Tips for studying Japanese using subtitles

I personally think that one of the best ways of studying Japanese on your own is by using tv shows or movies that include subtitles. This can improve both your listening and reading abilities, while also introducing you to new vocabulary and sentence patterns. I also think that Netflix is one of the best resources for following the tips that I am about to lay out, although if you have other ways of obtaining videos and SRT subtitles (such as torrents), that can work as well.

The following tips don’t all need to be followed, but are simply to give you some suggestions on things that I find useful or effective. You can work out your own study regimen based on what works best for you.

Choose a show that you like

I think it’s important to choose a show that you actually enjoy, because you are going to be spending some time with it! You should also try to aim for something with dialogue that is around your level, but this isn’t as important as choosing something that you like. Even shows with the most difficult language are going to have some sentences that you can understand, and no one is forcing you to understand every single sentence. With that said, however, it can be disappointing to struggle through an episode and not be able to understand significant parts of it, so you should at least try to avoid shows with more difficult speech when you are just starting out.

You also need to make sure that whatever show you select has Japanese subtitles available. The main reason that I like Netflix is that it has a large selection of native Japanese material in a variety of different genres that all have Japanese subtitles available. This makes it very easy to get started.

If you are still at a beginner level and don’t think you can work through an actual episode of something, then I recommend you start off with Erin’s Challenge. This is specifically developed for Japanese beginners, and you can follow many of the same tips and techniques that I outline below.

Set a goal for how quickly to progress

You also want to set a goal for yourself as to how quickly you want to progress through a series. This is to keep yourself on track and hopefully avoid giving up, or “taking a break” for a few days that turns into a few months. You might want to aim for an episode a week, though this may depend on a few different factors, such as the length of the episodes, or the level that you are currently at.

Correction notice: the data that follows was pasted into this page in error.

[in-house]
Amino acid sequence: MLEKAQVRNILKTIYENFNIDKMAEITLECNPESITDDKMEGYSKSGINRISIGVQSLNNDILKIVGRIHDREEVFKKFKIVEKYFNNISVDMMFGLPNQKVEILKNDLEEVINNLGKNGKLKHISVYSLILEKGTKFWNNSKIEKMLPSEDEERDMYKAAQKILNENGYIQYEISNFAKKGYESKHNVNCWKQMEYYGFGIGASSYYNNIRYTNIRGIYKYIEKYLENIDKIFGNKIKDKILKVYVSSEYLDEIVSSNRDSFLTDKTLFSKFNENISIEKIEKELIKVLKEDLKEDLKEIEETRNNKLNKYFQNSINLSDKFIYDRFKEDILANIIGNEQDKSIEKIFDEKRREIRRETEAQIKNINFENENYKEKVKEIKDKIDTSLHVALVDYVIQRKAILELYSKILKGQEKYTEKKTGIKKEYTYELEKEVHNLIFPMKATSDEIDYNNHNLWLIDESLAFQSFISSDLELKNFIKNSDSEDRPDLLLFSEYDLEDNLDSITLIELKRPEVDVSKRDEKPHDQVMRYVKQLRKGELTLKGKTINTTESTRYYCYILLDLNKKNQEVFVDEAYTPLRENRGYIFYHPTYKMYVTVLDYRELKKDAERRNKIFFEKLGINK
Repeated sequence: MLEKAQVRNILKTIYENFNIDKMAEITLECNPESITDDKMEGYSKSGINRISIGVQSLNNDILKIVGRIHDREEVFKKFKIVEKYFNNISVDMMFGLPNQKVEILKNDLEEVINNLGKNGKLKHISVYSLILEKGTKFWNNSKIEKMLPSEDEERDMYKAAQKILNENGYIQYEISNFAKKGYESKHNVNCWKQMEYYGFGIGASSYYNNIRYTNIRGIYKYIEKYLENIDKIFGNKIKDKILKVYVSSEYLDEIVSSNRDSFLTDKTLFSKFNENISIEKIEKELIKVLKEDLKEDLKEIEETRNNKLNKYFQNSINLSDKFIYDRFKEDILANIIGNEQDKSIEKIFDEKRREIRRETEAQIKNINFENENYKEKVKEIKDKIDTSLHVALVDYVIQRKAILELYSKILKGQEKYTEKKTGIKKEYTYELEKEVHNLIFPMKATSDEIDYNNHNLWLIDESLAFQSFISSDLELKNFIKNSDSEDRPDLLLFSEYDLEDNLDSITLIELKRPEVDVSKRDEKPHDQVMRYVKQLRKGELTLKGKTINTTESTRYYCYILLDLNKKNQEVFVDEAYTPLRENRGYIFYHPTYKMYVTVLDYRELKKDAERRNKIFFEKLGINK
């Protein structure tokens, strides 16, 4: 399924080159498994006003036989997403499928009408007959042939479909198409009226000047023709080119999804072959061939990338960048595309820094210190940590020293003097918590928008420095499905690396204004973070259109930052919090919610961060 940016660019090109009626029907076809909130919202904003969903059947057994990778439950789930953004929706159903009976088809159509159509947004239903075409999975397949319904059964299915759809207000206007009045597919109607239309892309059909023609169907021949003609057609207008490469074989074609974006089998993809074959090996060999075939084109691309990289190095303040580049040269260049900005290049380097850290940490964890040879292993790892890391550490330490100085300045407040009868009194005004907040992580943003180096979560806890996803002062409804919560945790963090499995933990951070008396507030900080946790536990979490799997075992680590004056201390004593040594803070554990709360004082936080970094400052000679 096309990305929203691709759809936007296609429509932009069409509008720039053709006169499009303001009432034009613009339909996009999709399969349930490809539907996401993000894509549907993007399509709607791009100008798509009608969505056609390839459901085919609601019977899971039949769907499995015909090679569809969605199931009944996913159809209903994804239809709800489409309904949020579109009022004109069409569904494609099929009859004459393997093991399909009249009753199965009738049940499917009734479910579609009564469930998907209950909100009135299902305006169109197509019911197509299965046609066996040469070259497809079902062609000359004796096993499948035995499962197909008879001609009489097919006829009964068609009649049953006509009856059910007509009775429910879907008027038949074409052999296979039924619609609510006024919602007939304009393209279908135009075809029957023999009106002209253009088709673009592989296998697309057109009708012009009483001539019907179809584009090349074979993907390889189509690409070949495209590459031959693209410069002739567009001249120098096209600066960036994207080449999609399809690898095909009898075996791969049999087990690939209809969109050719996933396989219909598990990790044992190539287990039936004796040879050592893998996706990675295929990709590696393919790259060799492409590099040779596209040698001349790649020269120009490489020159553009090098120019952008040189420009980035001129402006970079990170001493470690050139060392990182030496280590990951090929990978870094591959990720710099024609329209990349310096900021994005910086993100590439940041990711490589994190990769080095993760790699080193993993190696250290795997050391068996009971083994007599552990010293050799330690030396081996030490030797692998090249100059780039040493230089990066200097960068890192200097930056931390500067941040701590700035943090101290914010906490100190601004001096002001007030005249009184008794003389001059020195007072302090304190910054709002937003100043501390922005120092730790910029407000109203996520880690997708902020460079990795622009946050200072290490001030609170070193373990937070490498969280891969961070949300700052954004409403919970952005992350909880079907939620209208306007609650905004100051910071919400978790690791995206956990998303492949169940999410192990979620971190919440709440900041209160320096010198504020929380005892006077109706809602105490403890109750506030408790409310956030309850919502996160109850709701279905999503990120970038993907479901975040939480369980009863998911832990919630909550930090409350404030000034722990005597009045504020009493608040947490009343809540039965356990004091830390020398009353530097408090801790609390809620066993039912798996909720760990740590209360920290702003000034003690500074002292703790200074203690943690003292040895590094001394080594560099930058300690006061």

Watch the episode

For beginners, I would recommend starting out by watching the episode with subtitles in your native language. As you become better at Japanese this will likely just be a waste of time, and takes away from the important skill of trying to figure things out on your own. The main purpose of this is just so that you can understand what is actually happening in the show, and to spend some time actually enjoying what you are going to be studying from. While watching, you should be listening intently to the audio, trying to pick out words or understand what the characters are actually saying.

Once you are advanced to the point that you can understand a large portion of the episodes, then I would recommend initially watching with Japanese subtitles instead.

Go through line-by-line with Japanese subtitles

Our goal here is to try to come to understand as many lines of dialogue from the episode as possible, and learn new vocabulary and phrases. This is going to be the most significant part of the process, and where you will be spending the most of your time. There are a LOT of different things that you can do here, so I’ll go through a few of the things that I have tried:

– Use Subadub to study Netflix subtitles.

The Subadub browser extension lets you watch shows on Netflix while overlaying the subtitles in text format. This allows you to easily copy and past text (for example into a dictionary or into your SRS), or use assistive reading extensions like Rikai-kun or Yomichan. You can also turn on English subtitles within Netflix and Japanese subtitles within Subadub, to view both languages at the same time, which can help you understand new words without having to look them up. You can also download the subtitles as SRT files.

– Watch Anime and Dramas with Japanese subtitles using Animelon or Anjsub

Animelon and Anjsub are two sites that let you watch Japanese content with subtitles. I’m pretty sure that they are not entirely legal, but if you are ok with that, then they are pretty nice options, especially if you don’t have a Netflix subscription.

– Watch downloaded shows using PotPlayer

If you like to download videos files onto your PC from torrent sites (or wherever), then PotPlayer is a pretty nice video player to use for studying from them. You can get Japanese subtitles for many anime from Kitsuneko.net to use with this. PotPlayer lets you have multiple subtitle languages at once, lets you easily copy a word or entire line to the clipboard, and you can easily seek to the previous or next subtitle, letting you replay lines over and over.

– Use Subs2SRS to study subtitles anytime, anywhere